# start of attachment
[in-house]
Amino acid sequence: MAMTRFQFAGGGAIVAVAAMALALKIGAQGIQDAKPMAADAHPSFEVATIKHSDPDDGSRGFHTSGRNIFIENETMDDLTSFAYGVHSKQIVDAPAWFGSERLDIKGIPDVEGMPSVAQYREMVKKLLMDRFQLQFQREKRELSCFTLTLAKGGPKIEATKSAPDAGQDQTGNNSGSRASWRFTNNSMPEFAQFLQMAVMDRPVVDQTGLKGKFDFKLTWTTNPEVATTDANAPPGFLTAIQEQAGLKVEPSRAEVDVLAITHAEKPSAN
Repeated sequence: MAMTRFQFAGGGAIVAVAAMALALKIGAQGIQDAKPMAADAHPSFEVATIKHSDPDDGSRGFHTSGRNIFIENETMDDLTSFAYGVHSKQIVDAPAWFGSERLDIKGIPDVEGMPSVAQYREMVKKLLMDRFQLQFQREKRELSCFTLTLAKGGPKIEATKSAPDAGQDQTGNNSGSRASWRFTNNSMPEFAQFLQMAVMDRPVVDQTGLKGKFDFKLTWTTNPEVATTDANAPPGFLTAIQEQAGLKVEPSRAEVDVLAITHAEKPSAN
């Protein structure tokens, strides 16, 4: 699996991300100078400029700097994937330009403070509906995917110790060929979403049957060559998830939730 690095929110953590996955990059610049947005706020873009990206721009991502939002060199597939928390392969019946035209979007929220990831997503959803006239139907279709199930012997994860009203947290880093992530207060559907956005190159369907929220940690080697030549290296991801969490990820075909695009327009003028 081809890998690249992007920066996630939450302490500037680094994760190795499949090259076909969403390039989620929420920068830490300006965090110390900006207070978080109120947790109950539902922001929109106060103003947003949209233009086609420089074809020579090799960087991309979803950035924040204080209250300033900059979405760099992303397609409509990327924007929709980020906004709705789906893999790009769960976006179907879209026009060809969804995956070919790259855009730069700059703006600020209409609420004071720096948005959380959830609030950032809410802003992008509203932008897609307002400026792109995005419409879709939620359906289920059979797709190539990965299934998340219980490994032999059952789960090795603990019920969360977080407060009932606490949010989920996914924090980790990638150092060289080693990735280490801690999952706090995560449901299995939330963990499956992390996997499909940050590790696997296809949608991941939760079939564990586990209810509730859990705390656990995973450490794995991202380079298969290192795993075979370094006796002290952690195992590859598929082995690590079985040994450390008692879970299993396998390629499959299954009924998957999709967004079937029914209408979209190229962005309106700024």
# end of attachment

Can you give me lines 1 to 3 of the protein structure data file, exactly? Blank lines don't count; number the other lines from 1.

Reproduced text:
[in-house]
Amino acid sequence: MAMTRFQFAGGGAIVAVAAMALALKIGAQGIQDAKPMAADAHPSFEVATIKHSDPDDGSRGFHTSGRNIFIENETMDDLTSFAYGVHSKQIVDAPAWFGSERLDIKGIPDVEGMPSVAQYREMVKKLLMDRFQLQFQREKRELSCFTLTLAKGGPKIEATKSAPDAGQDQTGNNSGSRASWRFTNNSMPEFAQFLQMAVMDRPVVDQTGLKGKFDFKLTWTTNPEVATTDANAPPGFLTAIQEQAGLKVEPSRAEVDVLAITHAEKPSAN
Repeated sequence: MAMTRFQFAGGGAIVAVAAMALALKIGAQGIQDAKPMAADAHPSFEVATIKHSDPDDGSRGFHTSGRNIFIENETMDDLTSFAYGVHSKQIVDAPAWFGSERLDIKGIPDVEGMPSVAQYREMVKKLLMDRFQLQFQREKRELSCFTLTLAKGGPKIEATKSAPDAGQDQTGNNSGSRASWRFTNNSMPEFAQFLQMAVMDRPVVDQTGLKGKFDFKLTWTTNPEVATTDANAPPGFLTAIQEQAGLKVEPSRAEVDVLAITHAEKPSAN